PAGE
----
Where in the World Was Liopleurodon?

'We went to sleep a little frustrated (melodramatic computer slam and all)'

Team 'Pangea' from the Recurse Center at work at the American Museum of Natural History's Hack the Dinos event. (Photo: Miriam Shiffman)
Team ‘Pangea3’ from the Recurse Center at work at the American Museum of Natural History’s Hack the Dinos event. Left to right: Shad Hopson, Harry Truong, Sher Minn Chong and Jackie Gu. (Photo: Miriam Shiffman)

Paleontologists keep meticulous track of exactly where they find any given dinosaur fossil. There’s just one problem: where a fossil is found isn’t where a dead dinosaur was. From the time any given dinosaur died to the time a human scientist could find it anywhere from 200 to 65 million years might have passed. The world changes a lot in that much time, because continents are ever so slowly moving.

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Pangea3 model set back to 171 million years ago. (Screenshot: Github)
Pangea3 model set back to 171 million years ago. (Screenshot: Github)

At a 24-hour hackathon starting on November 21 at the American Museum of Natural History, called “Hack the Dinos,” a team from the Recurse Center decided to hack together a new visualization that would show where a dinosaur would have actually laid down on the globe, when it died. It makes a big difference, after all. If a continent has made a big move north or turned, a scientist could assume a species lived in a very different climate than it had.

In fact, as the team played around with the project, they found a fossil drifting into the ocean as they moved the model back in time. Checking the species, though, it turned out to be a sea-dwelling mollusk (perhaps a neighbor of liopleurodon), so that made sense.

Miriam Shiffman, a computational microbiologist on the team, told the Observer in an email that she was excited about the idea of spending a night in the museum, hacking on scientific data. “We came in with a pretty clear-cut plan, thinking that an interactive visualization would double as a tool for scientific discovery and great material for a brief presentation to a general audience.” This was Ms. Shiffman’s first hackathon.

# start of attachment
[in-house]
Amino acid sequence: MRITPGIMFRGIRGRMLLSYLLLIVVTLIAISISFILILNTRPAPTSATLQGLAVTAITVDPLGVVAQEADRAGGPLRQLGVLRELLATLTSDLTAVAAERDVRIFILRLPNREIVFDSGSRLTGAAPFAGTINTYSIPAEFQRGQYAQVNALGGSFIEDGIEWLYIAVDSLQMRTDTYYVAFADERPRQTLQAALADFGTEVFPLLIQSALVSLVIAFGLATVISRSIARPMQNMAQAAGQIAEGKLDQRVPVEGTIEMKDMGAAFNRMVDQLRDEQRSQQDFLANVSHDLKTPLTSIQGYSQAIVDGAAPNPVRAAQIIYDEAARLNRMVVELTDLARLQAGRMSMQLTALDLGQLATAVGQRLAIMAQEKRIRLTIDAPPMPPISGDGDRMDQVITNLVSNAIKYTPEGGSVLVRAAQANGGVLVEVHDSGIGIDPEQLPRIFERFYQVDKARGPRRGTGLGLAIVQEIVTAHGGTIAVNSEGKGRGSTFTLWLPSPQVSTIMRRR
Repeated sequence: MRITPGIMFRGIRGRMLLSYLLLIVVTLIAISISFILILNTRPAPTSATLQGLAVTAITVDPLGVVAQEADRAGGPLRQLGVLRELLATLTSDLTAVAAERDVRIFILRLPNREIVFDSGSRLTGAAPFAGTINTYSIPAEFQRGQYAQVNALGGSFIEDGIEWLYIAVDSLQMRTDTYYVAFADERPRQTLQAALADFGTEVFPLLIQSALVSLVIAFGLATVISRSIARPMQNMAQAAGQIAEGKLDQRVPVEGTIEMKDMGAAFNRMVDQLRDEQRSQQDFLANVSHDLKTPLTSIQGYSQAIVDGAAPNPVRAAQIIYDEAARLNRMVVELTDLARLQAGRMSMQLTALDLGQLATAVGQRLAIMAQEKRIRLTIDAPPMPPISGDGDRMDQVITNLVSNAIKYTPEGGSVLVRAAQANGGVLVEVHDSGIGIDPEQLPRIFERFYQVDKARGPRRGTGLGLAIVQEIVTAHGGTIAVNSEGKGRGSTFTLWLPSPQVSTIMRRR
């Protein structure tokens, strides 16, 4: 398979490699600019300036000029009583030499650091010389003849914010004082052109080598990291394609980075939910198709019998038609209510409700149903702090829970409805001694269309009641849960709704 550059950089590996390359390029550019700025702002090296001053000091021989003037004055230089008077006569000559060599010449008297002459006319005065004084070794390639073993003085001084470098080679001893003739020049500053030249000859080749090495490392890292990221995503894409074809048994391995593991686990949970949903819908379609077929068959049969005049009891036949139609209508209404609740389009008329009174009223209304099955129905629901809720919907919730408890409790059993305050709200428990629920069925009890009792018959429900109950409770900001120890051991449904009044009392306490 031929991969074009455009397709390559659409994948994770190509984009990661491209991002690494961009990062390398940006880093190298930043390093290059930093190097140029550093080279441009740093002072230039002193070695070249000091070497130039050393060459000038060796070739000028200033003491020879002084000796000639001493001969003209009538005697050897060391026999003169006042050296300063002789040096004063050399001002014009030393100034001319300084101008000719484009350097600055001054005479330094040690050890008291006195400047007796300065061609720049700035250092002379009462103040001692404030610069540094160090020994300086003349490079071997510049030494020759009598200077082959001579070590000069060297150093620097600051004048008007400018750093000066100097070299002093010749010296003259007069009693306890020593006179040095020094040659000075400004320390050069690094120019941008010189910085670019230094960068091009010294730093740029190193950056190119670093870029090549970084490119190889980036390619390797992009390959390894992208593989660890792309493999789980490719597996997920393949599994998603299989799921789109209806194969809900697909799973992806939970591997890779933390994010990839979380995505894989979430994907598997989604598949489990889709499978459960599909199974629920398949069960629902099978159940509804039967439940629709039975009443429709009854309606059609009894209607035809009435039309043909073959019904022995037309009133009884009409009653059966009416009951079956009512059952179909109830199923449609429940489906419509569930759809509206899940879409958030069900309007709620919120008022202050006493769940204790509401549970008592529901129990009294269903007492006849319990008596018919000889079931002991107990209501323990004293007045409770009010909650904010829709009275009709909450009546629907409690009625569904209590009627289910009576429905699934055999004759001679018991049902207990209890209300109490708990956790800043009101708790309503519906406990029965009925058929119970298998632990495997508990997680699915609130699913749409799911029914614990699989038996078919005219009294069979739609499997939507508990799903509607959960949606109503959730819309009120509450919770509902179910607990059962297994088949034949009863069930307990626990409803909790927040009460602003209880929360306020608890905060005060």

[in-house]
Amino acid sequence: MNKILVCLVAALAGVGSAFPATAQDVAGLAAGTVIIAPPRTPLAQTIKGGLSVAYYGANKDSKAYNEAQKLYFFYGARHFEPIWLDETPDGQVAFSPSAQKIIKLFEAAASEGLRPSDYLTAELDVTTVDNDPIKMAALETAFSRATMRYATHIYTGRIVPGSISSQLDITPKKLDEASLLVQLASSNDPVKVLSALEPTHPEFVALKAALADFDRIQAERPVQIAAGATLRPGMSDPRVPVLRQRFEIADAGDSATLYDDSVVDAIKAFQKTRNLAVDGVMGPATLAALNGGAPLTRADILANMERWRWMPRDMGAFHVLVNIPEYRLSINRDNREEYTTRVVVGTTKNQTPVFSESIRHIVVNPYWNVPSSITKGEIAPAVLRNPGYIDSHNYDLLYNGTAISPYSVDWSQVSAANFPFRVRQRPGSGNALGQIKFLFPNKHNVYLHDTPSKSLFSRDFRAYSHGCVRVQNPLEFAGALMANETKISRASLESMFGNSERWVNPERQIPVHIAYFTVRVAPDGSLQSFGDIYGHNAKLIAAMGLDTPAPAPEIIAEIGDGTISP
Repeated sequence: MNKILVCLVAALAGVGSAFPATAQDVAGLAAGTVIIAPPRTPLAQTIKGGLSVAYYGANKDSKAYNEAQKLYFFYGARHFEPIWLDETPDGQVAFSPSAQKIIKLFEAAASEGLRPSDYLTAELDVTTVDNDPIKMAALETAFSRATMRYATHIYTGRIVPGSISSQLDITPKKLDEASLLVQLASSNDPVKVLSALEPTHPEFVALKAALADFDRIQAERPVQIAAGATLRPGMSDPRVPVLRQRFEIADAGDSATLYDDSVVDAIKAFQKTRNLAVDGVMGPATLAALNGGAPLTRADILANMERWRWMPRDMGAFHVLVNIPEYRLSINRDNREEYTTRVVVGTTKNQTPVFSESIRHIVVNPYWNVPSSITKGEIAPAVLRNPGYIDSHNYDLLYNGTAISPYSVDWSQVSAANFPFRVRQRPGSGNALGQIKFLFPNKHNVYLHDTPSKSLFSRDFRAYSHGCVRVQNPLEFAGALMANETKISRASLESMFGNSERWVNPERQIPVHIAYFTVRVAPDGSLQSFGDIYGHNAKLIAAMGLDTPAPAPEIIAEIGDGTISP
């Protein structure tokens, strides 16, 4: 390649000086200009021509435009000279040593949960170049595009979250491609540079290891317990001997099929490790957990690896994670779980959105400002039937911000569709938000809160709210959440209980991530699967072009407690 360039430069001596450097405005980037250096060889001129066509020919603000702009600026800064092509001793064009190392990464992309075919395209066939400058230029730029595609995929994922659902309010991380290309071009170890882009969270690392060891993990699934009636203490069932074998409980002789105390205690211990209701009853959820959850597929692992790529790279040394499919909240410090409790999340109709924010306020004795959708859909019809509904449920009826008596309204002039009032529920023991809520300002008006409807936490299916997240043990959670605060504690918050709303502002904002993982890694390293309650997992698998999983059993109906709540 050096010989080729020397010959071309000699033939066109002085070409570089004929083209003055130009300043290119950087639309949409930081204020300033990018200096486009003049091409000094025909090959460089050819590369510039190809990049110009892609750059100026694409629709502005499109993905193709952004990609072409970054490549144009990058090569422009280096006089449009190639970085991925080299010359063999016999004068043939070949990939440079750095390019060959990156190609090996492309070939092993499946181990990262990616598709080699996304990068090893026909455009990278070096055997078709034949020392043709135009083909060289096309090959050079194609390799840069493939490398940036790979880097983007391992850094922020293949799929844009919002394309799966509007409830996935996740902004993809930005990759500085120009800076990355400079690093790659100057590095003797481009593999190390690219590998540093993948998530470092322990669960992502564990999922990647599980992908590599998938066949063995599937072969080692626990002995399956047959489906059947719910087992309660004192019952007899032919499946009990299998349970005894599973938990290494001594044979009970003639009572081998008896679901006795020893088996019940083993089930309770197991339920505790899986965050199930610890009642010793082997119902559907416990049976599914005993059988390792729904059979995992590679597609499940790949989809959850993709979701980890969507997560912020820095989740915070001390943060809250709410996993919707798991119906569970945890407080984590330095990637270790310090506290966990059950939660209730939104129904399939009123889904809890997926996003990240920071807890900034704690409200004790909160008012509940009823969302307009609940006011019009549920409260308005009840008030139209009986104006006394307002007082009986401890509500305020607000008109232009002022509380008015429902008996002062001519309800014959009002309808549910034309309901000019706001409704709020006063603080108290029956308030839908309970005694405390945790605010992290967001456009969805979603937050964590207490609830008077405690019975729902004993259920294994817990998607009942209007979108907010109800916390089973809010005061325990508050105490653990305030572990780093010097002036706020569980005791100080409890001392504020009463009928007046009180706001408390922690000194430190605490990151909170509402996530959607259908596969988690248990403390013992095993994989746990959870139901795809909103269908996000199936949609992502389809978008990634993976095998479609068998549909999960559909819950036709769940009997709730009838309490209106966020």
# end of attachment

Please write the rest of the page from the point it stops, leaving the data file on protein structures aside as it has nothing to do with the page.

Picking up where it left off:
Here’s their demo at the end:

Have a look at their visualization. See all their work on the project’s Github page.

The museum pointed the team to the Paleobiology Database, an open data set on the history of life. They took inspiration from a previous project, one that didn’t take the continental drift data back quite as far as this new data, which the team also made use of.

Crunching 200 million years worth of data in 24 hours can make for an intense environment. “Our team was having merge problems around the time that we went to sleep (~5am)—a common problem in collaborative projects, when multiple team members are working on different but overlapping parts of the same code. We went to sleep a little frustrated (melodramatic computer slam and all),” Ms. Shiffman wrote. “Then woke up much clearer-headed around 8, and Sher Minn easily settled the merge conflicts from her bed (next to a giant Stegosaurus).”

The Recurse Center is a three-month fellowship program where experienced and new coders go to deepen their skills. Pangea3 (a portmanteau of “Pangea,” the name of the early super-continent, and D3.js, a Javascript library that helps with visualizations) was one of two teams that formed from the center.

“One feature that I would really like to add (and was working on up until the minute we had to submit) is the ability to follow a fossil of interest over geologic time—i.e. by changing the color of a dot when clicked,” Ms. Shiffman wrote, but the center fellows have to focus now on finding gigs, so the future of that work is uncertain.

All they’ve done is up on the Github page, if anyone else wants to keep the work going.

The hackathon is part of the museum’s BridgeUp: STEM program, now in its second year, aimed to encourage young women and minorities to get involved with science while emphasizing the importance of using data in modern research.

Where in the World Was Liopleurodon?